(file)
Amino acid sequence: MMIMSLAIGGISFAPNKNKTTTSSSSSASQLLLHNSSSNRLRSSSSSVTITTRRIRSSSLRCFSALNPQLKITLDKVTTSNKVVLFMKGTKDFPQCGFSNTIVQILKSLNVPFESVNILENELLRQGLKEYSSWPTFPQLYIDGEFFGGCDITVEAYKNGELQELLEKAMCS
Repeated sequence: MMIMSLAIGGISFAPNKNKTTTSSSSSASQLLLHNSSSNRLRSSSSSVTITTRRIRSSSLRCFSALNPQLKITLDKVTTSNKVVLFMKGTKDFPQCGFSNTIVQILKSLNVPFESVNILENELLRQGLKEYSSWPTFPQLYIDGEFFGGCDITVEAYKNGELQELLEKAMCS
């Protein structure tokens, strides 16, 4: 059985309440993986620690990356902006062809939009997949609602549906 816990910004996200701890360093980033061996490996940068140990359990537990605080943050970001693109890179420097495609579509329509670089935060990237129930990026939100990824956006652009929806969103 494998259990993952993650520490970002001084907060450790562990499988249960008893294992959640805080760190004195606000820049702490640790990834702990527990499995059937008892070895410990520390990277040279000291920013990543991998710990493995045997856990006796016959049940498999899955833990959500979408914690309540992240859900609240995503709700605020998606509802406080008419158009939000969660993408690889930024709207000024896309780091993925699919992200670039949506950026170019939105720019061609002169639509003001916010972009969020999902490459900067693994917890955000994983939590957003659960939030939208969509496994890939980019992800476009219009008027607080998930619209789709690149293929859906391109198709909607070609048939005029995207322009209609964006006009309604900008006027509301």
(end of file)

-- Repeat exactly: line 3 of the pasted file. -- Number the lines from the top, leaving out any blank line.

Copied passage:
């Protein structure tokens, strides 16, 4: 059985309440993986620690990356902006062809939009997949609602549906 816990910004996200701890360093980033061996490996940068140990359990537990605080943050970001693109890179420097495609579509329509670089935060990237129930990026939100990824956006652009929806969103 494998259990993952993650520490970002001084907060450790562990499988249960008893294992959640805080760190004195606000820049702490640790990834702990527990499995059937008892070895410990520390990277040279000291920013990543991998710990493995045997856990006796016959049940498999899955833990959500979408914690309540992240859900609240995503709700605020998606509802406080008419158009939000969660993408690889930024709207000024896309780091993925699919992200670039949506950026170019939105720019061609002169639509003001916010972009969020999902490459900067693994917890955000994983939590957003659960939030939208969509496994890939980019992800476009219009008027607080998930619209789709690149293929859906391109198709909607070609048939005029995207322009209609964006006009309604900008006027509301």